Editors Told to Take Time for Themselves

Trif Alatzas tells editors to draw lines between home and work.
Photo by Eric Pritchett

Nurturing future newsroom leaders means present-day stalwarts should lead by example and not work around-the-clock, according to panelists Monday at the News Leaders Association Conference.

In “Evolution of the Modern Editor,” journalists talked about making business-related decisions to better leadership of middle management ranks. Moderated by Mitch Pugh, executive editor of The Post and Courier, the talk featured Trif Alatzas, publisher and editor in chief of The Baltimore Sun, Michael Anastasi, regional editor for Tennessee and Florida at the USA Today Network, and Jill Jorden Spitz, editor at the Arizona Daily Star.

“If [reporters and editors] are not in the newsroom all the time, I think that’s great, as long as their doing the work that their supposed to be doing, and I think that won’t happen unless [editors] are modeling it,” Spitz said.

Spitz said this subject was a “huge issue” for her because she almost didn’t apply for her current job because the person who worked in the position before her spent all her time in her office. The outgoing editor told her there was no reason for her to do so.

Jill Jorden Spitz says she noticed moms cut back or quit after having a child. She says it is possible to be a mom and an editor and sticks to a schedule to cater to both responsibilities.
Photo by Eric Pritchett

She said she manages her time by coming in early to work, leaving around 4 to 5 p.m. to pick up her children from school, then work from home later, if necessary.

“I think if we believe it, we have to live it,” Spitz said.

Alatzas gave an example of how he had a lot of conversations with his metro editor to ensure she didn’t burn out.

He said she made it her “mission” to leave two days a week at 5 p.m to pick up her son from daycare.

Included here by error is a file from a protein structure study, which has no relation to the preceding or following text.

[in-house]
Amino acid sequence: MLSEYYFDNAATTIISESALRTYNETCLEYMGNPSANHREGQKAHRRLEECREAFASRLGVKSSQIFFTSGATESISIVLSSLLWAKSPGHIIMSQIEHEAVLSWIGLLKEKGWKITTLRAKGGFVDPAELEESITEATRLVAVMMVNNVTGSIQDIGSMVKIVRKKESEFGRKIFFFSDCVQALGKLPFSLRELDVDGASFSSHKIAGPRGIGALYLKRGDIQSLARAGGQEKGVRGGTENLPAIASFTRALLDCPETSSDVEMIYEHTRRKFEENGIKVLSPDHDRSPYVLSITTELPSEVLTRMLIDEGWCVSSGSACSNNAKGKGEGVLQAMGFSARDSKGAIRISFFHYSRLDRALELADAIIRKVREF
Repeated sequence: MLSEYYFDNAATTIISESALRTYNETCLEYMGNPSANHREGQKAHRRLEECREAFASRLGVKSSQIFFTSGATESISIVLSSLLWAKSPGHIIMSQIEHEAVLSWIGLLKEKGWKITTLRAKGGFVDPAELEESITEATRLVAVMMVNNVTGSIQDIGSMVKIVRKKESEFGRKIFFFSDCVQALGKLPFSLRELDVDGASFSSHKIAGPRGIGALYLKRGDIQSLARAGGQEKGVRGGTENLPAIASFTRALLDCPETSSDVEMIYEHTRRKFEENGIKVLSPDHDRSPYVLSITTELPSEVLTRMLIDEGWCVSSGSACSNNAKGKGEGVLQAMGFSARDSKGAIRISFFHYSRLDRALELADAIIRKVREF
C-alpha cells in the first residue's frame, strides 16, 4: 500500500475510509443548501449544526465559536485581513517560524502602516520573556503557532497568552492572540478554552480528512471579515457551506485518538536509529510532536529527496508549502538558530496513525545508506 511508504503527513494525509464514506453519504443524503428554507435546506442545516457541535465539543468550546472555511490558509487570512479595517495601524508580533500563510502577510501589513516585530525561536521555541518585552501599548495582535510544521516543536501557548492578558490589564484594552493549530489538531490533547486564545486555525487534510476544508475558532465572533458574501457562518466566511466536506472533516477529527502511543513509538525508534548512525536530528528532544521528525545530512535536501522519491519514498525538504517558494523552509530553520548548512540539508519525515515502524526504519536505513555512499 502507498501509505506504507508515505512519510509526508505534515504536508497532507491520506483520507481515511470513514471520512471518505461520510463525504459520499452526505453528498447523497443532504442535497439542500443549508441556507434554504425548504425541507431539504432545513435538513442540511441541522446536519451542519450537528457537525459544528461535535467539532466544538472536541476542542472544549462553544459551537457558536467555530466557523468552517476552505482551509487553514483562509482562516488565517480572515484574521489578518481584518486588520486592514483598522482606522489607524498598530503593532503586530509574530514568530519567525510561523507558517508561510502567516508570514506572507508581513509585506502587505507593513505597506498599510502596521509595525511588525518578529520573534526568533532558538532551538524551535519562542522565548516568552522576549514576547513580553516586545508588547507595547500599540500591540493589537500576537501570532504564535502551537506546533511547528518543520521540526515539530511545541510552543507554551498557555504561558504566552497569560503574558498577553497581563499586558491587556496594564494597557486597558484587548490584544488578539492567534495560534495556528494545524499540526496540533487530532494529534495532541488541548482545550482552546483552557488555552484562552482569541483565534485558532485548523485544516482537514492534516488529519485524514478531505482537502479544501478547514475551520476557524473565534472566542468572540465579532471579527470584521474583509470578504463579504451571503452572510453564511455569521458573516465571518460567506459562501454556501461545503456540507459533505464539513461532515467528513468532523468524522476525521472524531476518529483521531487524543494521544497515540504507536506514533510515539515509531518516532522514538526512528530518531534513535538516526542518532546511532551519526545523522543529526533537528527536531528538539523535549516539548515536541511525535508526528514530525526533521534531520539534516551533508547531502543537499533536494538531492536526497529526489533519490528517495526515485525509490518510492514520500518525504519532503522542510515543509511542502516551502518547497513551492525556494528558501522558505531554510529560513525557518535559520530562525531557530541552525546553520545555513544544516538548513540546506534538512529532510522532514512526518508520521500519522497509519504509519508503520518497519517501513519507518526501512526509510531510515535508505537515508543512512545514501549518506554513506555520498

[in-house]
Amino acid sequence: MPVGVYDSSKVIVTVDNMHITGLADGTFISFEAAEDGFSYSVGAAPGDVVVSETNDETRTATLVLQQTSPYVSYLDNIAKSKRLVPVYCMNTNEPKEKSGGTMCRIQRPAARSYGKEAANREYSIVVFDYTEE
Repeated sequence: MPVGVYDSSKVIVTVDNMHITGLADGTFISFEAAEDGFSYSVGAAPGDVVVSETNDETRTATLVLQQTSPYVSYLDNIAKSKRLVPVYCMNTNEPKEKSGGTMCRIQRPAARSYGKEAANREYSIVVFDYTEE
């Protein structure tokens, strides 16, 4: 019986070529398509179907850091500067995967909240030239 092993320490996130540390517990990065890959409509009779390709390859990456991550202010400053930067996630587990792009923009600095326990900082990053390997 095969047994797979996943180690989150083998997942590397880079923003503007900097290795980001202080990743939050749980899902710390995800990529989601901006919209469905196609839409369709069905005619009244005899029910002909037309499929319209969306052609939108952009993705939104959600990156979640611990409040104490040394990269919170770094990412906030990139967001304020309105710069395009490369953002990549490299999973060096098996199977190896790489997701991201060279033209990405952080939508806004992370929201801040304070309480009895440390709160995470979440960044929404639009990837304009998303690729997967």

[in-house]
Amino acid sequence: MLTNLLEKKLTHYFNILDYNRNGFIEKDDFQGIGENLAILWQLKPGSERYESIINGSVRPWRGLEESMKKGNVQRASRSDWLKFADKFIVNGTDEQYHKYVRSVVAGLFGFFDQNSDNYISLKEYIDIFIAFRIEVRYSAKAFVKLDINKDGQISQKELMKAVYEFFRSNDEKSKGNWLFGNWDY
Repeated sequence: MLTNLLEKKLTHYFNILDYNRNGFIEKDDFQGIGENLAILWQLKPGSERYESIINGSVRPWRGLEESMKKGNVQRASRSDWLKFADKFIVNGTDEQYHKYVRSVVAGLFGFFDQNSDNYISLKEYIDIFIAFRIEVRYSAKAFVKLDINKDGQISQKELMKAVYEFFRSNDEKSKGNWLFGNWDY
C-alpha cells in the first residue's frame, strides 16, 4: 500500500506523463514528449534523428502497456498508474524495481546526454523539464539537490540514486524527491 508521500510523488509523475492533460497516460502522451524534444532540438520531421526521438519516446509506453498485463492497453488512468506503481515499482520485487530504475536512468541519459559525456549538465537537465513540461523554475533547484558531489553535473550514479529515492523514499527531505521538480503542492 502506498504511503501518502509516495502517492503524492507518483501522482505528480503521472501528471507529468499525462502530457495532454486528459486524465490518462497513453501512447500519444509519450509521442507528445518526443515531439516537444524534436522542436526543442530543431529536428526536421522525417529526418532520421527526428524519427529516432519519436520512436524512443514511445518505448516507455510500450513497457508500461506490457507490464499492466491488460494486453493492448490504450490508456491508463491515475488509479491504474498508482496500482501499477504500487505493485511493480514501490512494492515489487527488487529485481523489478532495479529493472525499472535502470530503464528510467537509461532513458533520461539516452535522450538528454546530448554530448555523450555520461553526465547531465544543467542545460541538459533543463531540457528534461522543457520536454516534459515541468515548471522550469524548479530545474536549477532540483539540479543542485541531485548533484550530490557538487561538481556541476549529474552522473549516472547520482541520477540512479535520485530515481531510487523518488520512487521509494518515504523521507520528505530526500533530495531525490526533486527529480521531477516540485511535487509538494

“We all supported that and it really worked,” Alatzas said, adding he later saw some of the editor’s managers doing the same thing.

The speakers at the panel also gave advice for reporters who wish to take on the role of an editor down the line.

“I think about it a lot because you can have a great impact as a reporter, but you can have a larger impact as a manager, but you’ve got to want to do it and it’s not for everybody,” Alatzas said. “I think being honest and having those conversations yourself is the way to make it work.”

When it comes to bringing reporters on the editorial path, Spitz said she looks for people who are “naturally coming up with ideas and not just bringing problems, but bringing solutions too.”

“This is a great time for someone who is entrepreneurial, who is open to new ways of thinking and who wants to figure this out,” she said.

Anastasi said reporters should want the job of an editor adding “at the end of the day, that’s why people got into this business — to make the world a better place.”

“That sounds corny, but I still believe in that as passionately as I did 30 years ago.”

Rohith Rao is a senior journalism major at Ball State University. Contact Rohith Rao with comments or questions at rprao@bsu.edu or on Twitter @RaoReports.

Photographer, Eric Pritchett is a senior at Ball State University in Muncie, IN, majoring in Photojournalism and minoring in scuba. He graduates in December 2019 and can be reached at empritchett@bsu.edu or on his website http://ericpritchett.com/


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